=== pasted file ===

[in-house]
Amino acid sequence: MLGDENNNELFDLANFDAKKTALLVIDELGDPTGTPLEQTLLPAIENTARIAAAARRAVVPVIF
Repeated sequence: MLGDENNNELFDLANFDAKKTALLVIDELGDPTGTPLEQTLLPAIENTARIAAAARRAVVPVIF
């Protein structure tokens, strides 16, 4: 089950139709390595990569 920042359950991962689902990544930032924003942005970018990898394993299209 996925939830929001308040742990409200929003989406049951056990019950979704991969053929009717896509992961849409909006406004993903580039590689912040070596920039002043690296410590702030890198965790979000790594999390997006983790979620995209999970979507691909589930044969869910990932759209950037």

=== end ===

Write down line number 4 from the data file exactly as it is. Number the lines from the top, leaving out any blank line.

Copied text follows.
């Protein structure tokens, strides 16, 4: 089950139709390595990569 920042359950991962689902990544930032924003942005970018990898394993299209 996925939830929001308040742990409200929003989406049951056990019950979704991969053929009717896509992961849409909006406004993903580039590689912040070596920039002043690296410590702030890198965790979000790594999390997006983790979620995209999970979507691909589930044969869910990932759209950037």